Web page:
The Kings did something that only four other teams in history have done. They ousted a Presidents' Trophy-winning team in the first round.
And they did it in spectacular fashion: a Game 5 overtime winner from an unlikely hero.
It was a series that was considered David versus Goliath, and David prevailed.
As with any playoff series, there were some real heroes who stepped up and played big when the team needed it. This series saw no shortage of heroes on both sides.
Here are a few which made the Vancouver-L.A. bout a memorable one.
Let's give it up for the Kings' 26-year-old brick wall.
He closed out the series with spectacular numbers: a .953 save percentage, a 1.59 goals-against average and a crucial Game 3 shutout.
Quick came to play, and he bailed his team out more than once with timely saves, and there was at least one game that he stole completely on his own.
He was the Kings' best player throughout the entire series, and never faltered.
Let's also give it up for Cory Schneider.
He came into the series under difficult circumstances, replacing long-time, publicly maligned starter Roberto Luongo.
Not to mention, he was down 2-0 in the series, heading to L.A. against one of the best defensive teams in hockey, and arguably the best goalie.
But Schneider settled them down. He played wonderfully for Vancouver and, realistically, put the fear into many Kings fans that the series was far from over, even being up 3-0.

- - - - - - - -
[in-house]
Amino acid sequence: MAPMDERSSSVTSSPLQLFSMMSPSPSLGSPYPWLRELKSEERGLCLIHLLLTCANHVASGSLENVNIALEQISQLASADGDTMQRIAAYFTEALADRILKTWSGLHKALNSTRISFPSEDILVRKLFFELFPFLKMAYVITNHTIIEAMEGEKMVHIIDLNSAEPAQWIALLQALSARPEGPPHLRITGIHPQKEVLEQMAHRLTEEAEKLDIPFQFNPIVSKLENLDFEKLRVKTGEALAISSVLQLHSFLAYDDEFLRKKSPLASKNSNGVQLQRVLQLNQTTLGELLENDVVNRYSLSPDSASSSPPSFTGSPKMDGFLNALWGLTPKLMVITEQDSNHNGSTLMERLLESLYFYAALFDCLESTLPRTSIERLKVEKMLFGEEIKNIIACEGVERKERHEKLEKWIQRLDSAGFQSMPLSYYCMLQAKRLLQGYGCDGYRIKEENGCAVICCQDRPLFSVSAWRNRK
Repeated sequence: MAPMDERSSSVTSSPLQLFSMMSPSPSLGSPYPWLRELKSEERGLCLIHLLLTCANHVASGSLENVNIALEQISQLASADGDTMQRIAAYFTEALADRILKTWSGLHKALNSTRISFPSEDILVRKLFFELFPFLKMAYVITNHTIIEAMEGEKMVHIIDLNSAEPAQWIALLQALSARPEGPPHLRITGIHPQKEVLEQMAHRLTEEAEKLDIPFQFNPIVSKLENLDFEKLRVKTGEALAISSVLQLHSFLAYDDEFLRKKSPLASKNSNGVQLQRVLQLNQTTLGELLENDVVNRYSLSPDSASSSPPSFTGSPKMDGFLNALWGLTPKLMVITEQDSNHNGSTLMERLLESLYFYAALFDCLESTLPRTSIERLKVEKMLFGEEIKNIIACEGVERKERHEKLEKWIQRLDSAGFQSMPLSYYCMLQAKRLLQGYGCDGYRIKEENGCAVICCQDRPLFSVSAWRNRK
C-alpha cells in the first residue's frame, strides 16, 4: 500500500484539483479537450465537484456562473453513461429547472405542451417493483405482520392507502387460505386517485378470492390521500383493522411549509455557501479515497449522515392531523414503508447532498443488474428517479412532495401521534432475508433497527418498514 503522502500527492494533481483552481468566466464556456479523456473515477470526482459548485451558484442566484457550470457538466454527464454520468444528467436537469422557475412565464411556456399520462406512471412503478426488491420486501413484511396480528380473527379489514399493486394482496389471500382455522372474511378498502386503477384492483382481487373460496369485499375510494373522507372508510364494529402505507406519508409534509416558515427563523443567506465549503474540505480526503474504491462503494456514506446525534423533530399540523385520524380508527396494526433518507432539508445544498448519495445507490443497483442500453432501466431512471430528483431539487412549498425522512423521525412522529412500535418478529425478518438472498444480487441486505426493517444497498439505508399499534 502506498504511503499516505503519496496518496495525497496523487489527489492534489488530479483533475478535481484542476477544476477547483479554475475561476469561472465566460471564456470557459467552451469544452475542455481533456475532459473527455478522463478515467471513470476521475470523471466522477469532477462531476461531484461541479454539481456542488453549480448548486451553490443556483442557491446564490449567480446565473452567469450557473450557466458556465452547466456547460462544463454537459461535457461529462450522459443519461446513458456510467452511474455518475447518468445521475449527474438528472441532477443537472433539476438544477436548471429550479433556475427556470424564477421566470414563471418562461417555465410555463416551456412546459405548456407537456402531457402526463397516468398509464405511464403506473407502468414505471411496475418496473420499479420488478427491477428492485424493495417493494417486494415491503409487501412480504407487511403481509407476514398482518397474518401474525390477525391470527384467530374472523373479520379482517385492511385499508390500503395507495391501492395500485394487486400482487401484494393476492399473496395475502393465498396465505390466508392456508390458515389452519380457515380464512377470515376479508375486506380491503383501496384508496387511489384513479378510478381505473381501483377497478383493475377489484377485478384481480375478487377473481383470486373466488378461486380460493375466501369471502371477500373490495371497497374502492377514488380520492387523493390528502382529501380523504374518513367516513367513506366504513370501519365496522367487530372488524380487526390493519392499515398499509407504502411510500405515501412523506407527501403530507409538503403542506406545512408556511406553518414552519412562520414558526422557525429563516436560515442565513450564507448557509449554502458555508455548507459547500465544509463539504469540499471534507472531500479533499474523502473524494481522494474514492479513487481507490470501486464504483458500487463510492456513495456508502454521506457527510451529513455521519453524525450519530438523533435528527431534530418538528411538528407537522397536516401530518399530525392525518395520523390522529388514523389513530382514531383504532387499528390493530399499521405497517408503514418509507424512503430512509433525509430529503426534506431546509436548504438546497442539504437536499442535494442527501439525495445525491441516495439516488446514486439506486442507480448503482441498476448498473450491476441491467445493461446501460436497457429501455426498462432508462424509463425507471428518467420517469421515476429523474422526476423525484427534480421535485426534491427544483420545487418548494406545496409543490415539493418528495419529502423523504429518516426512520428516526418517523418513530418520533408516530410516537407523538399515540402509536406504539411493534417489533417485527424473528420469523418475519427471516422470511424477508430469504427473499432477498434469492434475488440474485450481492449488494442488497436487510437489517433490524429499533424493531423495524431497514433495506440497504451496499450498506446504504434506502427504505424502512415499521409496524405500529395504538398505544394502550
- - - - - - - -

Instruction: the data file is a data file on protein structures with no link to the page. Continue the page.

The 26-year-old posted amazing numbers as well, with a .960 save percentage and a 1.31 goals-against average.
It's a shame he didn't get the offensive support because Schneider was playing brilliantly. Well done, Cory.
Dustin Brown, quite simply, was a game-changer and a series-changer.
Brown had four goals, one assist and five points in the five-game series with Vancouver. But on top of that, he was a plus-four, had numerous big hits and had two shorthanded goals.
You ask your captain to lead by example, and Brown rose to the occasion. He was averaging five shots a game, the highest number in the series, and had 21 hits, another series leader.
No one should question why Brown wears the "C" on his chest.
In the playoffs, it's easy to go from zero to hero. And that's just what Jarret Stoll did.
No question Stoll had a regular season filled with struggles, scoring just six goals, and tying career low of 21 points.
But the playoffs are a clean slate, and even though Stoll scored just two goals in the series, both were game-winners, and one the decisive series clincher.
The little things showed up for Stoll in the series and are easily overlooked. He won 58 percent of his faceoffs and had 15 hits over the course of five games.
Willie Mitchell was far and away the Kings' best defenseman of the series.
Mitchell averaged the second-highest ice time amongst Kings defensemen with 25:27 a night, most times matched up against the Canucks' top line.
What did Mitchell do with that ice time? He posted a league-leading 25 blocked shots, was a plus-three and even chipped in with two points, a goal and an assist.
Mitchell played huge minutes for the Kings, both five-on-five and special teams. His contribution and on-ice leadership were crucial for the team in the series.